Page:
When to set pin_memory to true?

From the imagenet example:

    train_loader = torch.utils.data.DataLoader(
        train_dataset, batch_size=args.batch_size, shuffle=(train_sampler is None),
        num_workers=args.workers, pin_memory=True, sampler=train_sampler)

    val_loader = torch.utils.data.DataLoader(
        datasets.ImageFolder(valdir, transforms.Compose([
        batch_size=args.batch_size, shuffle=False,
        num_workers=args.workers, pin_memory=True)

Both data loaders set pin_memory to true, while the default value is false. Are there good reasons to do this?


If you load your samples in the Dataset on CPU and would like to push it during training to the GPU, you can speed up the host to device transfer by enabling pin_memory.
This lets your DataLoader allocate the samples in page-locked memory, which speeds-up the transfer.
You can find more information on the NVIDIA blog.


Thanks. This means pin_memory should always be true if you are training on a Nvidia GPU, right?


Generally, yes, if you are loading your data on the CPU.
It won’t work if your dataset is really small and you push it already to the GPU in the Dataset, but that’s pretty obvious.


If I store the paths to my images in my dataset (as I can’t fit my dataset into RAM) and only load the images in the getitem function is it still beneficial to use pin memory?


Yes. As far as I know, that’s the exact use case for speeding up the transfer between the host and device.


@ptrblck Surprisingly, I am getting better speed-ups with pin_memory=False. Also, the CPU memory usage has also reduced by 2 or 3 folds with pin_memory=False. Just curious what might be the reason.


We had a recent issue, which should have been fixed by now. Are you seeing the same behavior using the latest nightly build?

This issue occurs in Pytorch 1.1.0 version. I have not tried out the latest nightly version. My device has CUDA 9.0 (I cannot upgrade CUDA), which I guess is not supported by the latest nightly version.

The binaries ship with their own CUDA and cudnn versions so that you don’t have to install CUDA locally (just the NVIDIA drivers).

Oh okay. Thanks for the help :slight_smile:


when setting pin_memory=True, many more processes are forked than with pin_memory=False, even with num_workers=0 in all cases. What is the reason for that? For me pin_memory=False is much faster in this case.

The tensors come out of my dataloader as CPU tensors and before running my network I call to(device=MY_GPU_ID). Is that wrong? How else should I specify on which GPU I want the tensor to be?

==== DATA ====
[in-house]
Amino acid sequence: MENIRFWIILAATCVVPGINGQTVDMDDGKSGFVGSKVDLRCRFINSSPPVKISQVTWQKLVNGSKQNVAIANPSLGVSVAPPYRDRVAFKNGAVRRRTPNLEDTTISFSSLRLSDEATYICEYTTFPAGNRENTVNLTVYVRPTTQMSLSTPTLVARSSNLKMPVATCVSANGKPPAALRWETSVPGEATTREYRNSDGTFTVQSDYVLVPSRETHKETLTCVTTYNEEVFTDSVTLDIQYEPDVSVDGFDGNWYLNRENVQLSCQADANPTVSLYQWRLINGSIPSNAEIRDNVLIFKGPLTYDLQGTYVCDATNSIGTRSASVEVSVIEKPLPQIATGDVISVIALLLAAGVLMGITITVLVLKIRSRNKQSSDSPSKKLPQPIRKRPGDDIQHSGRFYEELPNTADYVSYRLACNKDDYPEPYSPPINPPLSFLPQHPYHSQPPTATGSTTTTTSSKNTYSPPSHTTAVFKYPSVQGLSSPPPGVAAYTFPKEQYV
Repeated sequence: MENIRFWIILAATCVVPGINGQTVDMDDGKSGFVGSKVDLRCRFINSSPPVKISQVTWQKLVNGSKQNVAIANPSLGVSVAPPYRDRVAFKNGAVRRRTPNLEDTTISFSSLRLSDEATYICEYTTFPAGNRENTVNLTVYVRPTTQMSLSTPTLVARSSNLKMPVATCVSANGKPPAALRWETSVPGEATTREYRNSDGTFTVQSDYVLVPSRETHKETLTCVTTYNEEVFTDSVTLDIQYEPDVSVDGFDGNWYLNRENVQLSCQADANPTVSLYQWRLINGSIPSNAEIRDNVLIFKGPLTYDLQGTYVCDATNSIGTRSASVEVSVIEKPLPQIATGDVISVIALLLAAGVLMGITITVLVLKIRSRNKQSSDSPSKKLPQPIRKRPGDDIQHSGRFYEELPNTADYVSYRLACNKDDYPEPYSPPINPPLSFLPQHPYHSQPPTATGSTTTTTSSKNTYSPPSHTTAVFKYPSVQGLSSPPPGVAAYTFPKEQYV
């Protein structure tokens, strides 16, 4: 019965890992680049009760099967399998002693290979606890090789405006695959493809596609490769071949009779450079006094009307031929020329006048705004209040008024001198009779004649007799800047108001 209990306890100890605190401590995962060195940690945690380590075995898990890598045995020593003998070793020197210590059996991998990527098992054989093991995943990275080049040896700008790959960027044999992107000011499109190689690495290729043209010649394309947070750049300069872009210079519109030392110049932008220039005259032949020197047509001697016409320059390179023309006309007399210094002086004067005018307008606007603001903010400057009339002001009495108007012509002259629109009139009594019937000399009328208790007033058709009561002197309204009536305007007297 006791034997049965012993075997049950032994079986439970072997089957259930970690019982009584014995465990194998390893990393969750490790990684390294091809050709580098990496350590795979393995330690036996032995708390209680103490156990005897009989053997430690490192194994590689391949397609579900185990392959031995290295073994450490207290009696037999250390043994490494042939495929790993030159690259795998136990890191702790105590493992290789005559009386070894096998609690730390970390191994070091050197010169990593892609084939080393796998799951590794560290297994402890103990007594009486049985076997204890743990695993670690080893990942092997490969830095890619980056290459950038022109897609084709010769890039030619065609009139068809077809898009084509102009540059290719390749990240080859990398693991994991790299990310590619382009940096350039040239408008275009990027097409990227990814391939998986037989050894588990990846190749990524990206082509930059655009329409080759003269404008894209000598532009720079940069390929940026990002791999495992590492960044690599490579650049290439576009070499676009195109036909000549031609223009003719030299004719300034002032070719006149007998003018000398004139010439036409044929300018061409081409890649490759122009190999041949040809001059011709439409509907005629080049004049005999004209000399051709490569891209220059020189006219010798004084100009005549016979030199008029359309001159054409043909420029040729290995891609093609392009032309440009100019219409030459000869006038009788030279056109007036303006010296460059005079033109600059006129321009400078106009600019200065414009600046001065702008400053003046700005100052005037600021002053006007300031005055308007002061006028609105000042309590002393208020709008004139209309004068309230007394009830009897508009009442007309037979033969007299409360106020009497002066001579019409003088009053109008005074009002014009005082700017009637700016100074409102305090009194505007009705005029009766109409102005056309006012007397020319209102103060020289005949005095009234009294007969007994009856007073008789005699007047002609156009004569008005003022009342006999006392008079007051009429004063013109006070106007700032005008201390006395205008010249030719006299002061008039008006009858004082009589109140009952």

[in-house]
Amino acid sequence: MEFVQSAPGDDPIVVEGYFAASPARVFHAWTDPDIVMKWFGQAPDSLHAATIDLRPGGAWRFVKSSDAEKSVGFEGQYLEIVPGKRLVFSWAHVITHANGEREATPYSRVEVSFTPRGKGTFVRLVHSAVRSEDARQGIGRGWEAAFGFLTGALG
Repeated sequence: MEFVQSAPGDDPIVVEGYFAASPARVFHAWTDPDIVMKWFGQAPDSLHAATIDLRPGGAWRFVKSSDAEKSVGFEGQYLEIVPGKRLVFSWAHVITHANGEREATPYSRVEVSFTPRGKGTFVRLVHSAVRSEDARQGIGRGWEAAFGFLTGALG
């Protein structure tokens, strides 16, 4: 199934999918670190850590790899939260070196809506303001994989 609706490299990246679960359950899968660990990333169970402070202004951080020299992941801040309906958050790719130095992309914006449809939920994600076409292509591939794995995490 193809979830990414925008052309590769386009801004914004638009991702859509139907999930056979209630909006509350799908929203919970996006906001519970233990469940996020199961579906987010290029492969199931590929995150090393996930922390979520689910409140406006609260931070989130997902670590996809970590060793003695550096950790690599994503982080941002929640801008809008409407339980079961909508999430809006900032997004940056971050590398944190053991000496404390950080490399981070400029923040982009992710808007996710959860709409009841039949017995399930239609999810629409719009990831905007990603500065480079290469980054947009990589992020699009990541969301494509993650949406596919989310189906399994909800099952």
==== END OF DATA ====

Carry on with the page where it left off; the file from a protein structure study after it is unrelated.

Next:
Pytorch is 1.2.0



We had an issue using too many threads when pin_memory=True was set recently, which should be fixed in the latest release.
Could you update your PyTorch installation and check the CPU usage again?

On PyTorch 1.13 I am still getting faster runtimes with pinned_memory=False and using num_workers=20. I have 4 NVIDIA P100 with 256 GB IBM Power8.

The tensors that comeout from the DataLoader are on CPU, (at least this is what print(t.device) says), even if:


What’s the correct way to upload these directly on the GPU?

pin_memory=True uses pinned host memory for faster copies as described here.
Push your tensors via x =x.to('cuda') to the device.

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Sorry for bumping up this rather old thread. But how does this work with two and more GPUs?

In my use case, I have two experiments that run in parallel, two different models. I use pin_memory=True in one of my experiments with cuda:0 device. Then I run one more experiment but with cuda:1, and it fails with OOM error because of making attempt to allocate the memory on another GPU. Is it an expected behavior?

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Hi! I stumbled upon this thread, today wondering about the slowing down of my training.It looks as if the same problem still exists. When setting pin_memory=True it processes roughly half as many iterations as if set to False.

I’m using CUDA10.2 and PyTorch 1.6.0 on Win10 on a K80. My dataset is fairly small with just around 300MB, could that be the reason?

Thanks for the answers. I wanted to clarify one more thing:
I have a setup where I push the model to the GPU, and then push the input tensors to the GPU only during the training like so:

def train(model, dataloader):
    for epoch in range(num_of_epochs):
        for image_batch, label_batch in dataloader:
            image_batch, label_batch = image_batch.to(device), label_batch.to(device)

However, I am not observing any speed-up. Not even after the first epoch, which I thought how pin_memory=True would affect the process.
So I have two further questions:

  1. Is pushing to the device during __getitem__ the best-practice? In SO, I saw a comment stating otherwise. If not, then was my example, pushing during training loop, correct?
  2. Do we have to state num_workers in order to get performance help from pin_memory=True?
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  1. If you want (and/or have to) to lazily load the data, then I would stick with the Dataset approach and load each sample in the __getitem__. You could e.g. preload the complete MNIST dataset and might even be able to push it to the GPU before the training begins (which would give you a performance benefit during training), but that’s of course not always possible especially if you are working with larger datastes.

  2. Try to use non_blocking=True in the to() operation.